Lazy Brains

Pushing Past Our Comfort Zone

The sign on the treadmill read, “For the consideration of our other guests, please do not use this equipment for more than 45 minutes.” I chuckled aloud as I wondered if this sign was truly necessary. How many people could this apply to? Let me be clear: the little notice taped onto the machine did not have a hyphen between the 4 and 5 as to read four to five minutes. No, it was asking the user to refrain from using the treadmill for more than three quarters of an hour!

Okay, I admit it; I am lazy. But I have a perfectly valid reason for my slothfulness—my brain makes me do it, or in this case not do it. Recent advances in neuroscience suggest that the piece of gray and white matter between my ears is rather lazy. It tries to do the least amount of work possible. Put more positively, my brain (like all brains) works on an efficiency principle. That is, the human brain operates in a manner as to expend as little energy as possible.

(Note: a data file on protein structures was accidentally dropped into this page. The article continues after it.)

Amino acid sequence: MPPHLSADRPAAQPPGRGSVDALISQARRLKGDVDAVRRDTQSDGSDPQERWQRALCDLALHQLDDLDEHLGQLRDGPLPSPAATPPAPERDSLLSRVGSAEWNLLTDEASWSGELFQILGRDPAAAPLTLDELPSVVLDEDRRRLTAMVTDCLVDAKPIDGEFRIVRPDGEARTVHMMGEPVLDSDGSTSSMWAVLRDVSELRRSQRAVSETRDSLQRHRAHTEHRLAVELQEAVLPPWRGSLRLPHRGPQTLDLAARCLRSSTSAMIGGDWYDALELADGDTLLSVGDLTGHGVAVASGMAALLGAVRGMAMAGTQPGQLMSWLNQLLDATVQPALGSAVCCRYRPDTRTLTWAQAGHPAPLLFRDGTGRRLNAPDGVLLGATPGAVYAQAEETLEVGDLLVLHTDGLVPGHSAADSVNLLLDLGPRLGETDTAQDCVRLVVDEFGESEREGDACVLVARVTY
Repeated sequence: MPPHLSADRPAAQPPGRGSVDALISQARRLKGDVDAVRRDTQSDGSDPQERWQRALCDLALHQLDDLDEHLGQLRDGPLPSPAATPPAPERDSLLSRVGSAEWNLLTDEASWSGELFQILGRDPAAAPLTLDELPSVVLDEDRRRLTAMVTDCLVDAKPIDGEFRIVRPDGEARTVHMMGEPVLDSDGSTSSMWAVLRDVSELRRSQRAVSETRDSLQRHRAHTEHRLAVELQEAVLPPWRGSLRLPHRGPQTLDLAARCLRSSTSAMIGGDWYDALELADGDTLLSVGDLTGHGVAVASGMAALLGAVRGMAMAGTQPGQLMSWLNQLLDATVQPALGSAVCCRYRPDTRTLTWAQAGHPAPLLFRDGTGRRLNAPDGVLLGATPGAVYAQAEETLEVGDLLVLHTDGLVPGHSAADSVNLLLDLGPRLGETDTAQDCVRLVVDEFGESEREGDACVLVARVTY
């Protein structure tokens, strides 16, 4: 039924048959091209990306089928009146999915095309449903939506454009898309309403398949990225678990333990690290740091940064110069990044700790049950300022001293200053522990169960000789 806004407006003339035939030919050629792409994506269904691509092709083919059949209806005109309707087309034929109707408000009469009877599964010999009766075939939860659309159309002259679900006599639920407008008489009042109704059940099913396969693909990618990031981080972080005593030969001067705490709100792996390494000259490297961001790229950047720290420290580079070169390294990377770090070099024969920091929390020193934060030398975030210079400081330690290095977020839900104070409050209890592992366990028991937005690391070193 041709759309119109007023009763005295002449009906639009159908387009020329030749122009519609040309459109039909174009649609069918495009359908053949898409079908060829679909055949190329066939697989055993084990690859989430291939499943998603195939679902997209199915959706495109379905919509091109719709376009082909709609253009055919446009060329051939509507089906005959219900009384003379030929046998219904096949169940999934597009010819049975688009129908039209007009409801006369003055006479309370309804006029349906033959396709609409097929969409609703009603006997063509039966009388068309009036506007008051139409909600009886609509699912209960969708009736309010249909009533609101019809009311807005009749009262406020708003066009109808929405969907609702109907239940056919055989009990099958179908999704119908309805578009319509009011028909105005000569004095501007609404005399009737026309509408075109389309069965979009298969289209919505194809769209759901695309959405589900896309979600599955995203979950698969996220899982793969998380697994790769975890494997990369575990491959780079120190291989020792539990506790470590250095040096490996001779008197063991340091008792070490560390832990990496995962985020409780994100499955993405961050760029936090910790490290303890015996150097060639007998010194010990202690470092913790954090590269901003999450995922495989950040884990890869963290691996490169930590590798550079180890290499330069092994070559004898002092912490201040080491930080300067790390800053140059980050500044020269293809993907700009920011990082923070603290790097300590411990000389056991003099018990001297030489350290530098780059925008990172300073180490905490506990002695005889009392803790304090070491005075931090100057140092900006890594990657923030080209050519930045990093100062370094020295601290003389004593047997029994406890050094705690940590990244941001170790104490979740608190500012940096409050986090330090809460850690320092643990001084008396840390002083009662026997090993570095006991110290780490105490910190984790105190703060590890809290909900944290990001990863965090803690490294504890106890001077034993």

Get your FREE trial now!

Start your free 14-day trial now to read this story and

Make. Work. Better.

Already a subscriber?

Reuse and Permissions: Unauthorized distribution, transmission, reuse or republication of any and all content is strictly prohibited. To discuss re-use of this material, please contact: ; 877-668-1945.

Steve Robbins headshot
Steven Robbins, PHD
An internationally recognized keynote speaker, writer and consultant, Dr. Steve L. Robbins works with organizations like Scotiabank, PepsiCo, Boeing, Toyota, NASA on leveraging human diversity for enhancing innovation and competitive advantage.